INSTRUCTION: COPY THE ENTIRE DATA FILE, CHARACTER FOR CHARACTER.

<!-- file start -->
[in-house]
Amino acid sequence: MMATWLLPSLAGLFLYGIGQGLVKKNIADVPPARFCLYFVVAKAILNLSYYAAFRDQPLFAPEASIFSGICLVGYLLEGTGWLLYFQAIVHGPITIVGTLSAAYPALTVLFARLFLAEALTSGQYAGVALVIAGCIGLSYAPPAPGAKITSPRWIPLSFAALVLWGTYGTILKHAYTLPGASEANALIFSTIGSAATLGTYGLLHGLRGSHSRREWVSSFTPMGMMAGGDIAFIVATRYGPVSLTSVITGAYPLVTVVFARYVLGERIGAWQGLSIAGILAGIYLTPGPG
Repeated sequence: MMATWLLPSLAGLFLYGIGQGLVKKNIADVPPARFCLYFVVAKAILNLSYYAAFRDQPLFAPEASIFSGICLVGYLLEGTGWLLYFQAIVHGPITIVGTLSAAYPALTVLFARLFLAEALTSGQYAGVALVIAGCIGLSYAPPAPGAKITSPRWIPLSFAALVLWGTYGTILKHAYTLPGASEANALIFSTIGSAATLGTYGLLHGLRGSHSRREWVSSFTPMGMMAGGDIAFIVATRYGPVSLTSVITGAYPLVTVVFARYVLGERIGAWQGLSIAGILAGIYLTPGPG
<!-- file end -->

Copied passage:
[in-house]
Amino acid sequence: MMATWLLPSLAGLFLYGIGQGLVKKNIADVPPARFCLYFVVAKAILNLSYYAAFRDQPLFAPEASIFSGICLVGYLLEGTGWLLYFQAIVHGPITIVGTLSAAYPALTVLFARLFLAEALTSGQYAGVALVIAGCIGLSYAPPAPGAKITSPRWIPLSFAALVLWGTYGTILKHAYTLPGASEANALIFSTIGSAATLGTYGLLHGLRGSHSRREWVSSFTPMGMMAGGDIAFIVATRYGPVSLTSVITGAYPLVTVVFARYVLGERIGAWQGLSIAGILAGIYLTPGPG
Repeated sequence: MMATWLLPSLAGLFLYGIGQGLVKKNIADVPPARFCLYFVVAKAILNLSYYAAFRDQPLFAPEASIFSGICLVGYLLEGTGWLLYFQAIVHGPITIVGTLSAAYPALTVLFARLFLAEALTSGQYAGVALVIAGCIGLSYAPPAPGAKITSPRWIPLSFAALVLWGTYGTILKHAYTLPGASEANALIFSTIGSAATLGTYGLLHGLRGSHSRREWVSSFTPMGMMAGGDIAFIVATRYGPVSLTSVITGAYPLVTVVFARYVLGERIGAWQGLSIAGILAGIYLTPGPG